IE8 standards compliant by default - but not for Tweakers.net
Frankly this really doesn't benefit anyone; our users won't get the best browsing experience on tweakers.net using IE8, and we get locked into IE7-mode for who knows how long without having asked for it. The only way for us to defeat this would be to use their proprietary X-UA-COMPATIBLE switch saying IE=8 or IE=Edge on all of our pages, but that wasn't the promise.
Now Microsoft argues that the compatibility list feature is off by default, but who knows if this will still be the case by the time IE8 ships? Also it isn't clear how one can apply to be removed from this list, and how much time that will take. What I do understand is that updates to this compatibility list will be offered as non-critical updates through Windows Update, so that will probably leave a lot of people with outdated lists in time.
The biggest question I however have at this point is: why are we on that list in the first place? We did receive an email (Dutch) some time ago from Microsoft with regards to IE8-compliance, and even though this email wasn't very useful, it did mention that the 'issues' encountered were merely presentational and not functional. I do know of some minor presentational issues with our site in IE8 but those I deem bugs/regressions in IE8. I also know that Microsoft has fixed some issues post-RC1 that may be related to some of these, but not having any way to test and verify this, nor any convenient way to relay issues to Microsoft (and receive proper feedback), leaves us in a position where it is simply impossible to 'prepare' for IE8 before it becomes final.
So what are the criteria for a site to be put on this list? Is it really just the number of clicks on the 'compatibility view' button? How does Microsoft know how to put that into context with the total number of (IE8)-visitors on a certain site? Do they keep in mind the type of visitors for that site? Do they perform some kind of manual check? What kind of criteria do they use for that? Do they just assume it's the site's fault instead of IE8's? It's all dubious at best...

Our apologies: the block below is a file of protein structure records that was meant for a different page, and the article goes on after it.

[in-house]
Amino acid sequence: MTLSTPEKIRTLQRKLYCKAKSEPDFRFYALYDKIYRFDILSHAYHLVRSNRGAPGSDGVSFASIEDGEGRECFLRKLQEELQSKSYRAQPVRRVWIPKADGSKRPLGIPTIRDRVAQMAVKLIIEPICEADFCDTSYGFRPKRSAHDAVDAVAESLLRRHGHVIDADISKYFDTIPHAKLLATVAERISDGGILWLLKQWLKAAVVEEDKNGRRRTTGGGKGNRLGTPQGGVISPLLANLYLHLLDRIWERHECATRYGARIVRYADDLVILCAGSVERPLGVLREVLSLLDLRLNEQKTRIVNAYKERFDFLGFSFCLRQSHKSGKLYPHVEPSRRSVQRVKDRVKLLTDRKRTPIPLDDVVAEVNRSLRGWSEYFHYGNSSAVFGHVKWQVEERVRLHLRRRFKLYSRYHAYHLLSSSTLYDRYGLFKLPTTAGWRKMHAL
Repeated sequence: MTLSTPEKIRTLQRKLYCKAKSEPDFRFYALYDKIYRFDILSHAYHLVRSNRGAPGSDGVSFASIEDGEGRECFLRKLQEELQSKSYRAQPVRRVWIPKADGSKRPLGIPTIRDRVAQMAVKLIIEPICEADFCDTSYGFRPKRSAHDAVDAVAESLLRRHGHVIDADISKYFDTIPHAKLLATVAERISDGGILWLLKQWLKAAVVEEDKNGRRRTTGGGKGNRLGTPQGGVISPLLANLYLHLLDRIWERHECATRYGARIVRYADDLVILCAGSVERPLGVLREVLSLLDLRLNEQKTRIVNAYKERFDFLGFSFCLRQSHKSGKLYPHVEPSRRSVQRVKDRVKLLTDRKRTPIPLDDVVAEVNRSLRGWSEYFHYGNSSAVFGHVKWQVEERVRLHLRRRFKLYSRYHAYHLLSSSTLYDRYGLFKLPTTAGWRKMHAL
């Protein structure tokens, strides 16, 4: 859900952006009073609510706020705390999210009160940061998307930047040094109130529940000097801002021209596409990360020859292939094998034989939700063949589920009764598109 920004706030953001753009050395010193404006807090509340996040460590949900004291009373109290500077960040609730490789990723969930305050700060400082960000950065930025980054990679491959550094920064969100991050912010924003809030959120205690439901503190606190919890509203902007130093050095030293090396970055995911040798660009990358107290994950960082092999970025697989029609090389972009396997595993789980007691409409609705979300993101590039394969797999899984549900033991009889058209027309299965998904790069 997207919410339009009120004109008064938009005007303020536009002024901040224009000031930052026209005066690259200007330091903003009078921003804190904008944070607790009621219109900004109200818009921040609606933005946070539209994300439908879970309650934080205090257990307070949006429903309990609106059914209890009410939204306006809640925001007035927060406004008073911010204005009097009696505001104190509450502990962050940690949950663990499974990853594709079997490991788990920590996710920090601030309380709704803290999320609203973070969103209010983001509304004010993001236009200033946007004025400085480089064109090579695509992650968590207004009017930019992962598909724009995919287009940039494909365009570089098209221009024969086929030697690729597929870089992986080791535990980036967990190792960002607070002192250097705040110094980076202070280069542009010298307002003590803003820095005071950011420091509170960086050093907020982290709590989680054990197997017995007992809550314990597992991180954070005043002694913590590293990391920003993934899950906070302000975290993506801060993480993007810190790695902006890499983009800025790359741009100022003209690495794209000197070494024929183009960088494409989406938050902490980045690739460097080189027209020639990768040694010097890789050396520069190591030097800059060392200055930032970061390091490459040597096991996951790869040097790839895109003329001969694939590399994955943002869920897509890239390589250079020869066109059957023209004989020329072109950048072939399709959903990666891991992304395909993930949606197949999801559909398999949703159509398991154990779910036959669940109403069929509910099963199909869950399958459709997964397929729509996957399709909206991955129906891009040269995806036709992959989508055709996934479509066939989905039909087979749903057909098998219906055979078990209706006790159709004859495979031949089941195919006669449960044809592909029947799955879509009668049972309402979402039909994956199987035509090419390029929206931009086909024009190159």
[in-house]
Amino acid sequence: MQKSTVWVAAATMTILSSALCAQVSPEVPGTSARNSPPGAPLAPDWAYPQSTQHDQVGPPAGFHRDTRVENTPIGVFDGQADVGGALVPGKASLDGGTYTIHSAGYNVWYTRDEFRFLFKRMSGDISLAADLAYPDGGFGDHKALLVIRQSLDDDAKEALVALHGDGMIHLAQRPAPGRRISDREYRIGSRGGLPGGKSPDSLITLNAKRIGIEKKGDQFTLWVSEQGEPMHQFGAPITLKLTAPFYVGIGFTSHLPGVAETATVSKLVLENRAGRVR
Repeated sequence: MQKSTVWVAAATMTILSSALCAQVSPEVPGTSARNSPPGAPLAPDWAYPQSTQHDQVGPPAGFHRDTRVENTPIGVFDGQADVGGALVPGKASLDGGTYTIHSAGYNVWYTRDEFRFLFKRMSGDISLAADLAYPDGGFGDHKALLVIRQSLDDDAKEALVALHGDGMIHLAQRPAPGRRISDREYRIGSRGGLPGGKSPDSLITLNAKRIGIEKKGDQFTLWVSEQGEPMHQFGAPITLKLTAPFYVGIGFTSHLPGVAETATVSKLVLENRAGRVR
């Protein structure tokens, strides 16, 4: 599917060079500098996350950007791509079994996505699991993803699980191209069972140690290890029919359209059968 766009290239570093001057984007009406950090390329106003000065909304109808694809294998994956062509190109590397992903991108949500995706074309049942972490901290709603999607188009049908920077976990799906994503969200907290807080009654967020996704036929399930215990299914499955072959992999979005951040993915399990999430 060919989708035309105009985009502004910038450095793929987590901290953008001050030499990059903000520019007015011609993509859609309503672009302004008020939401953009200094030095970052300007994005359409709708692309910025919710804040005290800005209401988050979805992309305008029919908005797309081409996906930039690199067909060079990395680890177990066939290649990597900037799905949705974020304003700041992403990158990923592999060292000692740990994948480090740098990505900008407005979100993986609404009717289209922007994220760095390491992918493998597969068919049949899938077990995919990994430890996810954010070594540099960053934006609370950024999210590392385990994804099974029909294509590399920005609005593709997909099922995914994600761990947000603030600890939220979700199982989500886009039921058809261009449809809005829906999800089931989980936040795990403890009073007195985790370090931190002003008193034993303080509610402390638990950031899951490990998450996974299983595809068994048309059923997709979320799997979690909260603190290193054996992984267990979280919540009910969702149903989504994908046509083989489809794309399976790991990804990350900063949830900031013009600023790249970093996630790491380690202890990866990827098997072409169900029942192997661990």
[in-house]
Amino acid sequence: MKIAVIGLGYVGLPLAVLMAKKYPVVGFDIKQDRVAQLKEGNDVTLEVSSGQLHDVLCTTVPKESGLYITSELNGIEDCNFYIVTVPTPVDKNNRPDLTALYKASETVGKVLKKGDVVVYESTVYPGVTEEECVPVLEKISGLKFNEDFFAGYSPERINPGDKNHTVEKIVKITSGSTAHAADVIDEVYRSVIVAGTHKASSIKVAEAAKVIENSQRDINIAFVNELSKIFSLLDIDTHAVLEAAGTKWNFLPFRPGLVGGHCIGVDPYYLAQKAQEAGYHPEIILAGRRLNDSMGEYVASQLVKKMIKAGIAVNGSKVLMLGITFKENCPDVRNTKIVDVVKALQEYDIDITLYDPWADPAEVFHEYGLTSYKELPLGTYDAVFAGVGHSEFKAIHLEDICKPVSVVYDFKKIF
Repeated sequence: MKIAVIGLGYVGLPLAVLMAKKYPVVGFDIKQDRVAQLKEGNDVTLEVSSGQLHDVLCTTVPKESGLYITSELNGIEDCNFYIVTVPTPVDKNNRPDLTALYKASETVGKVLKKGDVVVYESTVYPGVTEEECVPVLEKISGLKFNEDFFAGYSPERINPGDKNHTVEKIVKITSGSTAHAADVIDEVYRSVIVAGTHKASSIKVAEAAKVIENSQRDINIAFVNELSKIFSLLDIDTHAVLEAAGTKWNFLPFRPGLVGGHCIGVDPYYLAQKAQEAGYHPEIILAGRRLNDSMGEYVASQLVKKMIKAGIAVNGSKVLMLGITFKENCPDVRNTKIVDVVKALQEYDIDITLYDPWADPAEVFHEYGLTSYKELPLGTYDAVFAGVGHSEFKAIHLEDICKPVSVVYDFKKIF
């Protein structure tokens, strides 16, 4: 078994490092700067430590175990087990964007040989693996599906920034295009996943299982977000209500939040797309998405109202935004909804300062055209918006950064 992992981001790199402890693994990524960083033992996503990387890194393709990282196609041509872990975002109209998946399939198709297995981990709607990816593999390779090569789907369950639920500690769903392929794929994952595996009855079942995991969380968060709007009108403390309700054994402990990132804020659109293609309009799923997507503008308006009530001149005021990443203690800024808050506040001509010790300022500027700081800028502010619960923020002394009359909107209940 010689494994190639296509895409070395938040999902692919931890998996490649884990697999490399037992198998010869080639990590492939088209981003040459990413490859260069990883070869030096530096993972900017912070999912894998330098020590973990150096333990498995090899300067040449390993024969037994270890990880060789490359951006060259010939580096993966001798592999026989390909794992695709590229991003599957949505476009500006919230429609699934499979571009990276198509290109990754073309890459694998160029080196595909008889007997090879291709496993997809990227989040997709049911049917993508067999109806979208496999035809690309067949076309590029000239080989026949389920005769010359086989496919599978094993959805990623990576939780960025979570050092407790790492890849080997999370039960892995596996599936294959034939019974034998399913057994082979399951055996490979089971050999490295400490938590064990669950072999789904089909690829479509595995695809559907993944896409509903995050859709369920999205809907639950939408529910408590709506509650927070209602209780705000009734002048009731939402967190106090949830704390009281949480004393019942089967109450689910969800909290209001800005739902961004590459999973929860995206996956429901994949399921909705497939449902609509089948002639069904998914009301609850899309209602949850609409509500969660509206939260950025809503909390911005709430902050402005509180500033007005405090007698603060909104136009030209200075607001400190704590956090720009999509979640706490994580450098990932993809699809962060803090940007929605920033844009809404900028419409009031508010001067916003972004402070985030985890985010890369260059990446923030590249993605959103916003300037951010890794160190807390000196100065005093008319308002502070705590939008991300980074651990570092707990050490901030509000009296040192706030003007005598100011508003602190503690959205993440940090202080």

Our 'strategy' at this moment is quite simple: we serve IE8 the same code and mark-up we serve all other (non-IE) browsers, which is fairly standards-compliant as far as I can tell. If IE8 cannot handle this than the fault must be with IE8 and Microsoft should fix this. Putting us on some kind of 'compatibility list' (which is actually a "not-compatible with IE8" list, but not necessarily a "not-standards compliant list" although Microsoft tries to make you believe it's the latter) is just a blatant insult.
Update 24-02: the lead programmer of Microsoft's IE team has personally contacted me after I placed a comment on the IE blog on how to be removed from this compatibility list. He was actually very friendly and helpful and as per our request made sure we were removed from the compatibility list before IE8's RTM
I can only hope it's a relief to hear that I've since started using Firefox 3.1b2 as my primary browser. I was sick of Microsoft not deeming vulnerabilities "important" enough to fix, or ignoring me altogether. (I'd been browsing with Active Scripting disabled-by-default for such a long time...) Too bad Mozilla, too, will probably be hurt by the introduction of this proprietary flag - even though proprietary headers are very much discouraged, and not intended for use outside of testing.
Compared to what I was used to, it's certainly refreshing to visit Secunia, and take notice of how there are NO open vulnerabilities for the most recent version of Firefox. None!
On a final note; even though Internet Explorer has a terrible track record regarding standards compliance, it's still a browser with more than decent usability. If it weren't for the horrible security response, I would probably still have been using it. Hell, I made it a point not to give in to the n00bs blindly telling me how because was using Internet Explorer, I must be browsing insecurely. Wrong. I tracked vulnerabilities, and worked around them. The consequence of this wasn't so much bad security, only bad usability, as disabling Active Scripting was one of the workarounds, which I never expected to have to use for a long time...
Anyway, this has become enough of a rant already, I hope my story will be of interest to some other self-proclaimed geek. ;-)
Met de header an sich is niets mis (apart van het feit dat met X-UA-COMPATIBLE META-directives voorgaan op de HTTP header wat niet-standaard gedrag is); maar dat het een bepaalde rendermodus forceert is wel iets dat verder in geen enkele standaard omschreven staat en dus per definitie ook niet interoperabel is. Microsoft introduceert een nieuwe quirksmode en dwingt websites hier in door middel van de compatibility list en presenteert X-UA-COMPATIBLE daarmee als een opt-out mechanisme, en dat is kwalijk.Wat is er mis met X-UA-COMPATIBLE?
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